The AIFF announced on May 17 last year that there would be a merger between the I-League and ISL. Why suddenly change gears and say the two leagues will be played simultaneously?
We feel it will take some more time for the integration of the two leagues. There are various reasons; the structure of both leagues is different, particularly with the franchise fee. Instead of merging from this year, we will do over a period of two or three years in a structured manner where issues can be narrowed down. We don’t want pain for either I-League or ISL clubs. The ISL has some contractual obligations. They are city-based teams and for some number of years, other teams will not be able to play in the same city. While unifying the leagues, we have to ensure that the importance of I-League clubs is not reduced.
Has the emergence of Aizawl FC as I-League champions forced the AIFF into this plan?
Not at all. Aizawl and this has no connection. This is something that is being discussed for a long time. Aizawl is a new club and I see no reason why they should be complaining. We are proud that they put up a spirited show and won the league, but don’t forget that last year they were relegated and it was AIFF who reinstated them, at their request. This kind of negativity about AIFF approach is unfair and unjustified. The issue has always been more about legacy clubs like Mohun Bagan and East Bengal who have won many honours.
During his trip to India, former Fifa general secretary Jerome Valcke said a country cannot have two leagues; it just doesn’t work. How will it work in India?
We agree to that. It’s a temporary solution only for the next two to three years. We are therefore proposing that I-League remains the premier tournament and give it our fullest support. We are expanding the number of teams, so players will get more opportunities, fans will get (to see) more matches. Why should the I-League feel inferior? The I-League coverage (this season) has been much better. Matches have been more competitive than ISL games. There is no reason to fear. We assure that when the transition takes place, we will have a proper roadmap where all these issues will be addressed. Contractual issues (with ISL franchises) end after the next two seasons.
Bengaluru FC and East Bengal have picked up the invitation to bid document, while Mohun Bagan could follow. If all three clubs submit their bids and are accepted, will the I-League still continue or will it be the second division?
Yes, yes. There is no question about it. I-League will continue to be the league of the country for next three years till both merge and become one league. We will not do anything until the AFC gives us an approval to what we are doing. We will explain our roadmap to AFC and Fifa. Only when they approve, this can move forward.
In a two-league structure, wouldn’t I-League get step motherly treatment?
In a dual structure, I-League will remain the premier league with champions getting a AFC Champions League play-off slot. The league will be covered by Star Sports and have weekend games. There will be better coverage on television and marketing will be at a very high level. We only want the clubs to improve the stadium attendance. That’s the only thing Star (Sports) is concerned about.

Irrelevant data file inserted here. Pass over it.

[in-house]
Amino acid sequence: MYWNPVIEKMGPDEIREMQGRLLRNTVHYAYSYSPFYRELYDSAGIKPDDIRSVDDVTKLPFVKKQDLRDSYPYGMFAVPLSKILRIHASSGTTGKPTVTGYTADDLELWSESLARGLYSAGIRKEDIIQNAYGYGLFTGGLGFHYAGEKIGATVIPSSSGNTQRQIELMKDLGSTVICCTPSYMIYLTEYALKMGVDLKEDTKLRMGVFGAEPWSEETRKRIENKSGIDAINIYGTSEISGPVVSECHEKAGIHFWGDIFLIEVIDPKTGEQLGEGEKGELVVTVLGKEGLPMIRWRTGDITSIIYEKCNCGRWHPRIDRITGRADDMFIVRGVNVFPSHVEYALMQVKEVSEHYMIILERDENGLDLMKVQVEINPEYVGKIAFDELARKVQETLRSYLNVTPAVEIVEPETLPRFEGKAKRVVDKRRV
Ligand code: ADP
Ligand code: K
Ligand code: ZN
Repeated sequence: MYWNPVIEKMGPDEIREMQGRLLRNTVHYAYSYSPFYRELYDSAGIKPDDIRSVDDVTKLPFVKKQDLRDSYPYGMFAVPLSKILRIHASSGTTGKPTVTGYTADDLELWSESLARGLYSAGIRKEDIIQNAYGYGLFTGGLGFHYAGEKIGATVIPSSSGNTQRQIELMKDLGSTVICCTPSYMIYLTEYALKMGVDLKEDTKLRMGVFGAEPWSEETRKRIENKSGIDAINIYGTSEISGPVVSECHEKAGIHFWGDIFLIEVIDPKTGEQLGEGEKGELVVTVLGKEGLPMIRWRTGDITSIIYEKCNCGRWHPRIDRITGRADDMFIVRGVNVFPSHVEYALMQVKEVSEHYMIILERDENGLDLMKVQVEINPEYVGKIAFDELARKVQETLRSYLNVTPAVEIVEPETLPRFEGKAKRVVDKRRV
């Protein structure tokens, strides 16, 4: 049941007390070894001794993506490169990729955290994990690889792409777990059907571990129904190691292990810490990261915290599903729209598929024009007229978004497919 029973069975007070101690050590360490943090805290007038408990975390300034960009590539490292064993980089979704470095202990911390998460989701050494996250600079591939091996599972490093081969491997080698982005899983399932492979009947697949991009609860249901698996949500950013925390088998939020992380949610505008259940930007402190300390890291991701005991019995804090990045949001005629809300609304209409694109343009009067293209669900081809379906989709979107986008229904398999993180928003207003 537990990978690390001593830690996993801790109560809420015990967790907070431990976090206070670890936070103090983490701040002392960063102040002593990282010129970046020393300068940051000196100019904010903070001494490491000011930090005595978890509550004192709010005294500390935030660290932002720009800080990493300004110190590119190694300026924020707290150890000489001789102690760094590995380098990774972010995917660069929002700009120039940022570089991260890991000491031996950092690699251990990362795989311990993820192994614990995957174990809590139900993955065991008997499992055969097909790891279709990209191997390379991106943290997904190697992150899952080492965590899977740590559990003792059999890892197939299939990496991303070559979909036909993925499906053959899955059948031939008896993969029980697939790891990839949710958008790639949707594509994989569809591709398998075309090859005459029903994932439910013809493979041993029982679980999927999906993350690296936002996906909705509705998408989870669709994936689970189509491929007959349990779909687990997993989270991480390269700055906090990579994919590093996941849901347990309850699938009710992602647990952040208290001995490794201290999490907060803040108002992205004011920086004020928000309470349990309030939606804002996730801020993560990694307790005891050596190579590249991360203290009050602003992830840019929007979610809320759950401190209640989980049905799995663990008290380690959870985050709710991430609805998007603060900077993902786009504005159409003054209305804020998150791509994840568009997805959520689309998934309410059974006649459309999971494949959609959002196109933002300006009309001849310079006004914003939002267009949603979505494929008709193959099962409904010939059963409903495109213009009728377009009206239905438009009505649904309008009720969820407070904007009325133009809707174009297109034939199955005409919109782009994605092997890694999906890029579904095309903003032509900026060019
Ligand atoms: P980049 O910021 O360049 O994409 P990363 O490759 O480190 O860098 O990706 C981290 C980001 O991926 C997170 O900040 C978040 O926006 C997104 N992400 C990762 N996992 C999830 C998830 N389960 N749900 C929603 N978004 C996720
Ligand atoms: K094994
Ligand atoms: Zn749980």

But it looks like the I-League will eventually be reduced to second division…
I-League is the only league we have at the moment. It’s a misnomer that ISL has encroached on the revenue or space of I-League. ISL, in fact, has introduced companies to Indian football which didn’t exist before. How can we deny that ISL brought in new energy to football? While I respect everything that people have been saying, you have to see that there is a little bit of different perspective (to Indian football), thanks to ISL. People are watching more football; did so many people go to the stadiums (in the past)? Let us not undermine the good things that are happening in Indian football: improvement in infrastructure, grassroot development, sprouting of academies, improvement in our (Fifa) ranking, new teams, new cities promoting football.
Even assuming everything is smooth and the league will be held simultaneously, how you will find quality stadiums?
That’s why for three years, we will have to make some adjustments.
Then there is the question of players: the best players will play in the ISL, which leaves the I-League, India’s premier football competition, much poorer…
Not necessarily. Aizawl FC won the I-League with a budget of `2.5 crore while some teams had a budget over `10 crore. Sunil Chhetri plays for Bengaluru FC but Aizawl became champions. So what’s the definition of a best player? Best players can emerge out of nowhere.
One big criticism of the ISL is its dependence of six foreign players in the starting eleven. Isn’t it imperative that there is a reduction in the number of foreign players?
ISL will have to reduce their component of foreign players. It’s envisaged that in next two years, ISL and I-League will have the same component of foreign players.
The AIFF is seen to be heavily supporting ISL in all its endeavours…
In which way are we doing that? We are trying to find the best solution. We have made a proposal to the AFC and they have to agree. We are meeting with AFC (officials) in the next few days and we will take a call. If anyone has a perfect solution, we are willing to listen to them.